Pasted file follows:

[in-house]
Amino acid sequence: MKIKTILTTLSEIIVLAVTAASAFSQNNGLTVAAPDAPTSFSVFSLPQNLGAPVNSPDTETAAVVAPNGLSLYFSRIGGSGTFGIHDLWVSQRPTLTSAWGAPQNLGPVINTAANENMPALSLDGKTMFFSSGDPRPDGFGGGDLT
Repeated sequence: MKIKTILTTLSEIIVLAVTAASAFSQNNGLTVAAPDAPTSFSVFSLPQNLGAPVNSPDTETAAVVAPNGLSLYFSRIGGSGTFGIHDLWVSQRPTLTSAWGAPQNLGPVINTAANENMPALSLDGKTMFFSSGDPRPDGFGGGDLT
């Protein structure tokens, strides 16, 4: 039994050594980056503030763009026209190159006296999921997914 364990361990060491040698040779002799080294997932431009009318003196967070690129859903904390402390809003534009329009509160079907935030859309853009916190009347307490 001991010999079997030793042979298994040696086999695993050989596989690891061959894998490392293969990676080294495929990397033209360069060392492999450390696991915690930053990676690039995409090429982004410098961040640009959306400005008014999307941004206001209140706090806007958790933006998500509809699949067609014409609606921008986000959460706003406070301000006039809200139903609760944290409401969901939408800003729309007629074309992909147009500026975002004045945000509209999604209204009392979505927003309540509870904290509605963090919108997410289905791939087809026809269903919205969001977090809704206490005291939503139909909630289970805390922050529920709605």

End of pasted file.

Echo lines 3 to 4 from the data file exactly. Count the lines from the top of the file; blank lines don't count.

Repeated sequence: MKIKTILTTLSEIIVLAVTAASAFSQNNGLTVAAPDAPTSFSVFSLPQNLGAPVNSPDTETAAVVAPNGLSLYFSRIGGSGTFGIHDLWVSQRPTLTSAWGAPQNLGPVINTAANENMPALSLDGKTMFFSSGDPRPDGFGGGDLT
């Protein structure tokens, strides 16, 4: 039994050594980056503030763009026209190159006296999921997914 364990361990060491040698040779002799080294997932431009009318003196967070690129859903904390402390809003534009329009509160079907935030859309853009916190009347307490 001991010999079997030793042979298994040696086999695993050989596989690891061959894998490392293969990676080294495929990397033209360069060392492999450390696991915690930053990676690039995409090429982004410098961040640009959306400005008014999307941004206001209140706090806007958790933006998500509809699949067609014409609606921008986000959460706003406070301000006039809200139903609760944290409401969901939408800003729309007629074309992909147009500026975002004045945000509209999604209204009392979505927003309540509870904290509605963090919108997410289905791939087809026809269903919205969001977090809704206490005291939503139909909630289970805390922050529920709605």